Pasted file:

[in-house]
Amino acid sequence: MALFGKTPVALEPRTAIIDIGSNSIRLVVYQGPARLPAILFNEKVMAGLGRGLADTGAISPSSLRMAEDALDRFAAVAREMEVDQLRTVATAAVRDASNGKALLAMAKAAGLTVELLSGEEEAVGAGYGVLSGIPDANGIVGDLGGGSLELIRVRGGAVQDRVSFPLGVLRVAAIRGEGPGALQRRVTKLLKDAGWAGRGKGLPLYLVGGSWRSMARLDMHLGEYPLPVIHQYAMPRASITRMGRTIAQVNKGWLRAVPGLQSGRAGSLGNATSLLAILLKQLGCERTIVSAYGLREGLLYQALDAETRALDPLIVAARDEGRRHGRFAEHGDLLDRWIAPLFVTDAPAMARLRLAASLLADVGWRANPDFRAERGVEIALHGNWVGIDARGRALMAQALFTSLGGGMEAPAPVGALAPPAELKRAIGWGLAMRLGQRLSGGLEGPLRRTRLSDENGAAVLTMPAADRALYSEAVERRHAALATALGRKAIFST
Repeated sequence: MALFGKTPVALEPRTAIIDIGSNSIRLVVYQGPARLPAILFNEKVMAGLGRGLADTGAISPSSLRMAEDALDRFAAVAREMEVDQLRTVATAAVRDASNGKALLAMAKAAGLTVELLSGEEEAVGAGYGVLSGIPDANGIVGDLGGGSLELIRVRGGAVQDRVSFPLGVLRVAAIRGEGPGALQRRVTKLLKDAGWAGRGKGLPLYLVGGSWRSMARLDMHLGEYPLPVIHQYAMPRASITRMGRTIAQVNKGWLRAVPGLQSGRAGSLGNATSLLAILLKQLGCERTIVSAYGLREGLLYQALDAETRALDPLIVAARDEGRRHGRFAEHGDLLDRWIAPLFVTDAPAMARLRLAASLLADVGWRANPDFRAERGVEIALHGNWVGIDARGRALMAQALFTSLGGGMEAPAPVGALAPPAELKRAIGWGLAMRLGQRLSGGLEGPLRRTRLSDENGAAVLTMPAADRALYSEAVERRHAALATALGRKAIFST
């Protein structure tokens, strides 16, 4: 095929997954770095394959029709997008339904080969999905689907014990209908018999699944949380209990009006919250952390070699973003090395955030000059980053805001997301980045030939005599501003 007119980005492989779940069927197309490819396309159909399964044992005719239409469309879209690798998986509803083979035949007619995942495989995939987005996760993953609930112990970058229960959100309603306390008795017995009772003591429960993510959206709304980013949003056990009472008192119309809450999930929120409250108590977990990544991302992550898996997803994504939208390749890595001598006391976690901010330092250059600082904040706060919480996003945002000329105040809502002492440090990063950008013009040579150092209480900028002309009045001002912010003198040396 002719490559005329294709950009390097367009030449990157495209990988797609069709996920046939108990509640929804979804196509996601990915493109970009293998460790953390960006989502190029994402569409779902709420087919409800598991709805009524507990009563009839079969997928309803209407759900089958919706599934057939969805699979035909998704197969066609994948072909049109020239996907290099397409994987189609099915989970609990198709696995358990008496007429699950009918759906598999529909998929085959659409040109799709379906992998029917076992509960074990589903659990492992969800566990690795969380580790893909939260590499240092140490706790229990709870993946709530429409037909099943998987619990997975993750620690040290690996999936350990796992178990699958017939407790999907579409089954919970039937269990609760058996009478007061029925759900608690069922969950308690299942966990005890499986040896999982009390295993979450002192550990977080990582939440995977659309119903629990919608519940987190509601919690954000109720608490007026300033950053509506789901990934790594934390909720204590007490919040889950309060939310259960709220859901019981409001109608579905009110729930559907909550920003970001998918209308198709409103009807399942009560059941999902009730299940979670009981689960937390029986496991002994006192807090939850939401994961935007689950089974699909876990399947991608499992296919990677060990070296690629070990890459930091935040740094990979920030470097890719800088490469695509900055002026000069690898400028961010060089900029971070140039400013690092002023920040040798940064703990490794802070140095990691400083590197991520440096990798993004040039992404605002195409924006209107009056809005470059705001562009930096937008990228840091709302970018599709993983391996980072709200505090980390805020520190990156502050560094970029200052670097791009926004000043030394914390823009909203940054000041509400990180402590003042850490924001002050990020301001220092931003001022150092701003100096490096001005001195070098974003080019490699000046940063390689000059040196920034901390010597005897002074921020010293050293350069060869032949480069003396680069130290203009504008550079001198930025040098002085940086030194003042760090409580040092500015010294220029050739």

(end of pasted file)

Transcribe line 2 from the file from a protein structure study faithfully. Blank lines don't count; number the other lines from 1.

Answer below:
Amino acid sequence: MALFGKTPVALEPRTAIIDIGSNSIRLVVYQGPARLPAILFNEKVMAGLGRGLADTGAISPSSLRMAEDALDRFAAVAREMEVDQLRTVATAAVRDASNGKALLAMAKAAGLTVELLSGEEEAVGAGYGVLSGIPDANGIVGDLGGGSLELIRVRGGAVQDRVSFPLGVLRVAAIRGEGPGALQRRVTKLLKDAGWAGRGKGLPLYLVGGSWRSMARLDMHLGEYPLPVIHQYAMPRASITRMGRTIAQVNKGWLRAVPGLQSGRAGSLGNATSLLAILLKQLGCERTIVSAYGLREGLLYQALDAETRALDPLIVAARDEGRRHGRFAEHGDLLDRWIAPLFVTDAPAMARLRLAASLLADVGWRANPDFRAERGVEIALHGNWVGIDARGRALMAQALFTSLGGGMEAPAPVGALAPPAELKRAIGWGLAMRLGQRLSGGLEGPLRRTRLSDENGAAVLTMPAADRALYSEAVERRHAALATALGRKAIFST